We cannot, I think, do Julius Rosenberg proper justice until we accept his complicity and his wife’s devoted support. To treat him as an unstained innocent is somehow to demean a life seriously and strenuously lived. It is meager service to any victim’s dignity to account him no more than an especially horrible case of mistaken identity. The witnesses who served his prosecutors were not a wholly admirable assortment; but most of us would have trouble believing that they lied in every detail, particularly when we come upon those small strokes of the brush that are of minor interest to prosecutors but compelling to those of the curious who find the utmost conviction in small and subtle intimations. The portrait of Julius Rosenberg that looks out from David Greenglass’s testimony is of a craftsman proud of his workmanship.

There is the recollection that Rosenberg had torn a Jell-O box panel in two and told Ruth Greenglass to hold one piece until a courier came to pick up any information gathered at Los Alamos and identified himself with the matching half. When Greenglass commended the ingenuity of his device, Rosenberg replied, “The simplest things are the cleverest.” Late in the game he seems to have tended more and more to expatiate upon and even magnify the sweep of his exploits. His neglect of the machine shop he and Greenglass established after the war suggests someone by then too assured of his own consequence to stoop to petty bourgeois acquisition. He had dreams as grand as they were unrealistic of enrolling Greenglass in the Massachusetts Institute of Technology and bringing him forth as a nuclear physicist after an interval of occasional repayments to his sponsors with oddments of classified materials.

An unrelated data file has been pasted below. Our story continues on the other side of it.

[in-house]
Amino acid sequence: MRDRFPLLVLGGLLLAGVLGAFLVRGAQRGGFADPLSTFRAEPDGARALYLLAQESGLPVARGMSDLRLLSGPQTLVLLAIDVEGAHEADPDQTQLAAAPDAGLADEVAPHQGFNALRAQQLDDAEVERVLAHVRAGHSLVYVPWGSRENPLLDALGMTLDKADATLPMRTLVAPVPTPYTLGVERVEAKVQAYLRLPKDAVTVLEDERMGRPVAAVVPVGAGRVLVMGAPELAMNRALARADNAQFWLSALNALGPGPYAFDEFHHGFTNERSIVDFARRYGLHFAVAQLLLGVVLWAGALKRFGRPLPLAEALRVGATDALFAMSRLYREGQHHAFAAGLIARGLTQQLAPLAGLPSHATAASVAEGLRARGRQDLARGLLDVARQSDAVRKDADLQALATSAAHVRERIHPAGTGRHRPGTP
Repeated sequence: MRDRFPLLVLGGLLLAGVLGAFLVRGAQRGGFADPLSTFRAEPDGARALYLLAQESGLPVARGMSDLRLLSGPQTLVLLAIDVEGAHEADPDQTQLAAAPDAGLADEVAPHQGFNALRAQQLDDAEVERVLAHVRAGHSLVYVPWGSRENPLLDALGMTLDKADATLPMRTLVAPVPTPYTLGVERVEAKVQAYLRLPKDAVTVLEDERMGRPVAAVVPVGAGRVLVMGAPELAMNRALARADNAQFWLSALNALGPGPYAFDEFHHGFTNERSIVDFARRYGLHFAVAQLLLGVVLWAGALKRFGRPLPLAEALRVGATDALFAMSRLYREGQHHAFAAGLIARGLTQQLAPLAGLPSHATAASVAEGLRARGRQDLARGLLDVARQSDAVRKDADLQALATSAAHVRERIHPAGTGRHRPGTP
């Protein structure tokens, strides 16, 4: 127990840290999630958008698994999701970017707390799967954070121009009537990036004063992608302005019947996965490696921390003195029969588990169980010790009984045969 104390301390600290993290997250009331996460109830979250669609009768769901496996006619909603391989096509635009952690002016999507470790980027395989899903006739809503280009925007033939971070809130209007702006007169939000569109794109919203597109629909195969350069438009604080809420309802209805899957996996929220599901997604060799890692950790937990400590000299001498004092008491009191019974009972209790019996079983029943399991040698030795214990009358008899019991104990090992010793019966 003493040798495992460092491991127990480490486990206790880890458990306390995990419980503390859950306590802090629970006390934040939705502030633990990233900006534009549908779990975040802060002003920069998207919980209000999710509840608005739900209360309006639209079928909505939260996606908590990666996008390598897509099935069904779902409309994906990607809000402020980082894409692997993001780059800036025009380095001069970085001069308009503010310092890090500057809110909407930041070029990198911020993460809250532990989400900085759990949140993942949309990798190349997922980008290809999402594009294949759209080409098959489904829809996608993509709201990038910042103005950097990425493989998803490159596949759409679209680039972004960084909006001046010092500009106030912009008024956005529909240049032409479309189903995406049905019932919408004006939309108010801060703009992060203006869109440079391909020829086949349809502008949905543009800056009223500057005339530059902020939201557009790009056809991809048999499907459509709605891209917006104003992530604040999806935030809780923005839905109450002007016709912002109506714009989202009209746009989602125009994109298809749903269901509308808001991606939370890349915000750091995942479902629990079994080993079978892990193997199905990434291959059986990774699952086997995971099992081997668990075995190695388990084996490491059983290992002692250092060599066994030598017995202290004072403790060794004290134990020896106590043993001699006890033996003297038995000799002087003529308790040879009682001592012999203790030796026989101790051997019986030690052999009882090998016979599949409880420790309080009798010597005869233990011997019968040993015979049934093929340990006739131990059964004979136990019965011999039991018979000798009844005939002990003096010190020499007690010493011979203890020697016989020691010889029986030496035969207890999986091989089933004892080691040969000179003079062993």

Greenglass recalled that Rosenberg had told him that he had stolen a proximity fuse by slipping it into his briefcase at work as an inspector for Emerson Radio. By the time he reached prison Rosenberg’s image of himself may quite have overborne his discretion; and he filled the untrustworthy ears of Tartakow with exultations about the “terrific” material provided by one of the suppliers he had taken in his selfesteem to referring to as “my boys.”

Rosenberg may then have been almost as secure about the ubiquitous reach of his espionage career as Judge Kaufman was when he declared on the day of sentencing that,

…putting into the hands of the Russians the A-bomb years before our best scientists predicted Russia would perfect the bomb has already caused, in my opinion, the Communist aggression in Korea.